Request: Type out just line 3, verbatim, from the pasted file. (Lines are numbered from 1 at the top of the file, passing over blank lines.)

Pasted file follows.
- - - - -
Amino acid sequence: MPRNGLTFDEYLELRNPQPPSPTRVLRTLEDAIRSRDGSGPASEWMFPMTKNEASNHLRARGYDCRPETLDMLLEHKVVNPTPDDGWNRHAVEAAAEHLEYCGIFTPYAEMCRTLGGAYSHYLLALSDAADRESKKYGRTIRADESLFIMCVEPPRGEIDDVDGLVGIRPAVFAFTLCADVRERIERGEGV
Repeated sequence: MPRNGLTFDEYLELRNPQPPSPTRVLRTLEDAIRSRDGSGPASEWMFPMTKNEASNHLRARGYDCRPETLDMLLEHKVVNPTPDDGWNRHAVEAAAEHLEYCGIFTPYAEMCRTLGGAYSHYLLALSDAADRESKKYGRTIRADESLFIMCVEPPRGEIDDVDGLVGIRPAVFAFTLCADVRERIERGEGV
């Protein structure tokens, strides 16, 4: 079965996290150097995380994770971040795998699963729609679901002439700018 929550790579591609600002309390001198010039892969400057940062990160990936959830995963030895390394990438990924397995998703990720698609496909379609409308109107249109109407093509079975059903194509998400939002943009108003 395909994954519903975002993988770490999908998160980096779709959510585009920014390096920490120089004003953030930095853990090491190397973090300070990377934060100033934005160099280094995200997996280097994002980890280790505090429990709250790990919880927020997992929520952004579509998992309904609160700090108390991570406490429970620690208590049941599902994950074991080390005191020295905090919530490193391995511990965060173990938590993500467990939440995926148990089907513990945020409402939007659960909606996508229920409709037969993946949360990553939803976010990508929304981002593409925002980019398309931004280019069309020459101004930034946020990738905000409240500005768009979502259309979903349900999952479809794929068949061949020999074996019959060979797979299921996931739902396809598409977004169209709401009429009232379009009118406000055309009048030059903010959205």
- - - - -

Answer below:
């Protein structure tokens, strides 16, 4: 079965996290150097995380994770971040795998699963729609679901002439700018 929550790579591609600002309390001198010039892969400057940062990160990936959830995963030895390394990438990924397995998703990720698609496909379609409308109107249109109407093509079975059903194509998400939002943009108003 395909994954519903975002993988770490999908998160980096779709959510585009920014390096920490120089004003953030930095853990090491190397973090300070990377934060100033934005160099280094995200997996280097994002980890280790505090429990709250790990919880927020997992929520952004579509998992309904609160700090108390991570406490429970620690208590049941599902994950074991080390005191020295905090919530490193391995511990965060173990938590993500467990939440995926148990089907513990945020409402939007659960909606996508229920409709037969993946949360990553939803976010990508929304981002593409925002980019398309931004280019069309020459101004930034946020990738905000409240500005768009979502259309979903349900999952479809794929068949061949020999074996019959060979797979299921996931739902396809598409977004169209709401009429009232379009009118406000055309009048030059903010959205």